Murphy’s War – a book on Australia in World War 1

Murphy's War - World War 1 Australia brought to lifeWelcome to the homepage of the new historical novel Murphy’s War, co-authored by Robert Lewis & Elizabeth Murphy. The book maps the fortunes of ten young men from rural Victoria who enlisted and served overseas with the Australian Imperial Force (A.I.F) during World War 1. (1914 – 1918)

In writing the book, the authors attempted to reconstruct Australia and her men before, during and after World War 1. This is the war as seen through the eyes of those who fought, suffered, bled and died. By employing first hand, personal accounts from the ordinary men who served the book brings World War 1 Australia to life. The book is divided into two narratives, a historical narrative which examines the fortunes of the soldiers through a mixture of letters, anecdotes and other historical accounts which place the men against the backdrop of the war.

Within this chronology of events we have woven the first person narrative of one of the men, Frank Murphy. His narrative was brought together from surviving dairies, essays and letters which allowed us to bring his experiences on The Western Front to life.

World War 1 Australia brought to life

Murphy's War - examining Australia in World War 1

The individual journey of each of the men commenced somewhere in rural Western Victoria, and throughout the story, Australia during wartime is reconstructed and brought back to life. Several of the men enter the fight for Gallipoli while all of the men are eventually drawn into the fierce fighting in France and Belgium. In writing the book the authors have attempted to reconstruct the war through the lens of ordinary Australians and their experiences.

The book equates to not so much a history of battles or military heroes, but rather an attempt at examining the collective consciousness of young Australian men who endured one of histories bloodiest and most destructive wars. Parts of the book fall into the genre of narrative non-fiction where the authors utilize several literary devices to tell the story. The primary device is to have one of the men recollect their experiences through a first person narrative. Due to the nature of the conflict, the primary material was necessarily fragmented, thus the continuity that exists within the first person narrative is also a device designed to engage the reader in the story.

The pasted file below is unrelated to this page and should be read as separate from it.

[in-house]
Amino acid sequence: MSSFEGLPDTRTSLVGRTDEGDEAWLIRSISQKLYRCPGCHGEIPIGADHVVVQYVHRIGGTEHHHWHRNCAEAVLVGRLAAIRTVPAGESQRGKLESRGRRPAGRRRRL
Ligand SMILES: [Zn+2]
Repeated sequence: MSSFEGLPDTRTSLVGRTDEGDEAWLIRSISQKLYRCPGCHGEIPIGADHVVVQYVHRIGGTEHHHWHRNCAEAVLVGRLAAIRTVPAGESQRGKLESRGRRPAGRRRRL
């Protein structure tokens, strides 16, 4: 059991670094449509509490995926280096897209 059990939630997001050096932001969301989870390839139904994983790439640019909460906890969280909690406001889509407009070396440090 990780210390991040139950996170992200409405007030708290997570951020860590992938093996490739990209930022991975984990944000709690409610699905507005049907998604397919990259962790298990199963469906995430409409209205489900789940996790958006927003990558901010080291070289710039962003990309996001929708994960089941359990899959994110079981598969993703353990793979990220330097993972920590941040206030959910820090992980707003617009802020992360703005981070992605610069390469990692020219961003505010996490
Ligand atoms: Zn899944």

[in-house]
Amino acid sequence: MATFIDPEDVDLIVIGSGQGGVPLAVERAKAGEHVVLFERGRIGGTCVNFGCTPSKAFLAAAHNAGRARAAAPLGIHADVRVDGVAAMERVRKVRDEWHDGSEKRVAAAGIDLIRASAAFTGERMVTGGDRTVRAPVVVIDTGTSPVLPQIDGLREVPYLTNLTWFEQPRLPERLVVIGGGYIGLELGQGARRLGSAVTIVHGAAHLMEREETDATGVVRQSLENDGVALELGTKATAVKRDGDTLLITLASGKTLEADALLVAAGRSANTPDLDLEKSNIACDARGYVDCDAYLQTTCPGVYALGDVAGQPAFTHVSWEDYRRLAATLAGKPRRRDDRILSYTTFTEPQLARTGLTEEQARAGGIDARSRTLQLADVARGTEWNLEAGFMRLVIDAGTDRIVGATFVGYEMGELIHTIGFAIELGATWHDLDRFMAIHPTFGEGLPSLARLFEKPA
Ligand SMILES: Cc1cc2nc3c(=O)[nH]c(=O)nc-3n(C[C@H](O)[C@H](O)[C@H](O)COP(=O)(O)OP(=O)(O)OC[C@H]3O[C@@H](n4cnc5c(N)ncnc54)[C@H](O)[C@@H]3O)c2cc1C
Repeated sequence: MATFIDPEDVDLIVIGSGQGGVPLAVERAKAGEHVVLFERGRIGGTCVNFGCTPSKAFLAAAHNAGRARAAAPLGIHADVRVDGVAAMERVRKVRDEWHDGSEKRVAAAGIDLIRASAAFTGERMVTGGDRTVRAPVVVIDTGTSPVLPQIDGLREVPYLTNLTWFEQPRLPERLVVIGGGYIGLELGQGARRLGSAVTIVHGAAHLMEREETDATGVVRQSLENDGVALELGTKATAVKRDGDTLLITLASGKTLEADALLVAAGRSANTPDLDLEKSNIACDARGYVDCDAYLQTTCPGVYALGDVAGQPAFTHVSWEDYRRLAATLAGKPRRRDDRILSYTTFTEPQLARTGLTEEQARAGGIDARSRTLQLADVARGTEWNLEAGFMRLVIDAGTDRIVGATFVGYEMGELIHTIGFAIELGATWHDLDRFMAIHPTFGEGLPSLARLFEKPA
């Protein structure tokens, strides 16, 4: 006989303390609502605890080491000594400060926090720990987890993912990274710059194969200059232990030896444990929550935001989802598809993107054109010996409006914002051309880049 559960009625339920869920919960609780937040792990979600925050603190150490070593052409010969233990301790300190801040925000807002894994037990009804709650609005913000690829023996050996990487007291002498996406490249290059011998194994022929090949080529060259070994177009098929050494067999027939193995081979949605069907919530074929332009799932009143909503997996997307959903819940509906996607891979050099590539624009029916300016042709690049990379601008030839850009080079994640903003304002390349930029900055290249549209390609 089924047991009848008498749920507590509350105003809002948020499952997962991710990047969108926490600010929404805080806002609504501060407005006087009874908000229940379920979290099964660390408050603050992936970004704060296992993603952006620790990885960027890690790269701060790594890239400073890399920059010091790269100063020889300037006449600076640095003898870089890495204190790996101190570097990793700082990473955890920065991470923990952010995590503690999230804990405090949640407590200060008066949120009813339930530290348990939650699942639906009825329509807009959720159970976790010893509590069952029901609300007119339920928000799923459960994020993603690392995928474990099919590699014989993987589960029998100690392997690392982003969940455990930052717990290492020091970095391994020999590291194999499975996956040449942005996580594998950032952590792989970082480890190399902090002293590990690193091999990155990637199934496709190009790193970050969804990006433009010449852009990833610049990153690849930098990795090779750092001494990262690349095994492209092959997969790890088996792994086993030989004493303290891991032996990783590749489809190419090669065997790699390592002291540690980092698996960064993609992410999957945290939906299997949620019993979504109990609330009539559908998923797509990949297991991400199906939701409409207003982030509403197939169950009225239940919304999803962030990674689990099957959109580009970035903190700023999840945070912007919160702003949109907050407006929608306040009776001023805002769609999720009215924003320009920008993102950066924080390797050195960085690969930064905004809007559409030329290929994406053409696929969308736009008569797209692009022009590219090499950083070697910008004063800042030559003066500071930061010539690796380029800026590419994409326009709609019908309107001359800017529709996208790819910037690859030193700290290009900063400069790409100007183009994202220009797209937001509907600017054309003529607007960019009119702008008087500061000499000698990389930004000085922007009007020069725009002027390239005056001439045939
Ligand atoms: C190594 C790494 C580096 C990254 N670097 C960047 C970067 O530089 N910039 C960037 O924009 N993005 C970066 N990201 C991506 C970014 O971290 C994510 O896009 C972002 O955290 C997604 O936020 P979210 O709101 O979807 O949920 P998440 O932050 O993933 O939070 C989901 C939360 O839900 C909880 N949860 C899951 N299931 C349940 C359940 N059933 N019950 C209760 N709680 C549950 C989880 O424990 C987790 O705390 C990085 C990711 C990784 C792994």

Murphy’s War grew organically from a find of war journals which had been passed down over generations. Only thanks to recent advances in technology were the authors able to transcribe the original documents in order to bring this incredible story back to life. At the centre of the story is Frank Murphy and his original world war one dairies and writings form the basis of this narrative which weaves in and out between a group of ten men. Many of the original documents, written in indelible pencil on pages worn and stained, their origin the trenches of France and Belgium. Several attempts had been made to transcribe the dairies in the past but the writing proved too difficult to decipher. The key to unlocking the contents of the diaries came through advances in technology, as with the zoom features on image software now able to enhance the scanned material and decipher it, suddenly revealed a great story.

Originally intended as a cultural and family history, the authors through the process of writing and research came to realise that the war, and its impact were a great topic for this type of history as so many Australian families were directly affected. Thus Murphy’s War is part narrative non-fiction, part history which combined together to form a highly memorable account of ordinary Australians in the First World War.

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